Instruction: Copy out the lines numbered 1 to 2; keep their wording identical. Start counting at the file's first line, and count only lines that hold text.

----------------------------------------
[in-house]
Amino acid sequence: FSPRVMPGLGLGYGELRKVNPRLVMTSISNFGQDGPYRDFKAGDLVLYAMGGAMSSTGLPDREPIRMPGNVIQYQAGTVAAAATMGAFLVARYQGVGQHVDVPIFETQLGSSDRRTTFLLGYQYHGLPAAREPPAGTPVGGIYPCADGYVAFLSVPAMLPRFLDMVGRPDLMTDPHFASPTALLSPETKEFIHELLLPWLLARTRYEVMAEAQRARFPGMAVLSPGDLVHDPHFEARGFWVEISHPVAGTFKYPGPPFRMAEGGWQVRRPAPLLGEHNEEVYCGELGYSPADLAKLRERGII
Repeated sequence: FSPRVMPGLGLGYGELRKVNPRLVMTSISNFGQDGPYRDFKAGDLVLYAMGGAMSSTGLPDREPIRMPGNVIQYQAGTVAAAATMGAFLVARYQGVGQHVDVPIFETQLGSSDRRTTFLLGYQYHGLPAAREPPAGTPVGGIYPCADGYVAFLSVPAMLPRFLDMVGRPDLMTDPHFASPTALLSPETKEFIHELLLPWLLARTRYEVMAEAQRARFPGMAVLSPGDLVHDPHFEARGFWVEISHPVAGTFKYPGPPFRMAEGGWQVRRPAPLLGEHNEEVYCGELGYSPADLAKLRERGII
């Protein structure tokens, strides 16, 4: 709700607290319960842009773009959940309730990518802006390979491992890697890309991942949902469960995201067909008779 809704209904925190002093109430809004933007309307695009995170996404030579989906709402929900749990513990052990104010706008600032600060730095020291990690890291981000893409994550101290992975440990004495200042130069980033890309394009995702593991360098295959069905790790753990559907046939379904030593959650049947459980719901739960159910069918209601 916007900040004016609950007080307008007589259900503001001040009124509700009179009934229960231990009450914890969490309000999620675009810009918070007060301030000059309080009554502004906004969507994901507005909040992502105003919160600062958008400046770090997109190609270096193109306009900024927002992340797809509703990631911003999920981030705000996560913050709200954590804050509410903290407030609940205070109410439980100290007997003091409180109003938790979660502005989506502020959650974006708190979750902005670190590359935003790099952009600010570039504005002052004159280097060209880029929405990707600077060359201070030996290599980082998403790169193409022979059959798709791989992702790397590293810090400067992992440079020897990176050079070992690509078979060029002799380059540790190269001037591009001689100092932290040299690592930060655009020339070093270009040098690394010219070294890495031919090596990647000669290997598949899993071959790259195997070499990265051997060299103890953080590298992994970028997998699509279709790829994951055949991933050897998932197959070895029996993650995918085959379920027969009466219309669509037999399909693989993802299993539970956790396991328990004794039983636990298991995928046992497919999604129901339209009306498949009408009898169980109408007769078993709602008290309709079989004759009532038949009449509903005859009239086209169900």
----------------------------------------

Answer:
[in-house]
Amino acid sequence: FSPRVMPGLGLGYGELRKVNPRLVMTSISNFGQDGPYRDFKAGDLVLYAMGGAMSSTGLPDREPIRMPGNVIQYQAGTVAAAATMGAFLVARYQGVGQHVDVPIFETQLGSSDRRTTFLLGYQYHGLPAAREPPAGTPVGGIYPCADGYVAFLSVPAMLPRFLDMVGRPDLMTDPHFASPTALLSPETKEFIHELLLPWLLARTRYEVMAEAQRARFPGMAVLSPGDLVHDPHFEARGFWVEISHPVAGTFKYPGPPFRMAEGGWQVRRPAPLLGEHNEEVYCGELGYSPADLAKLRERGII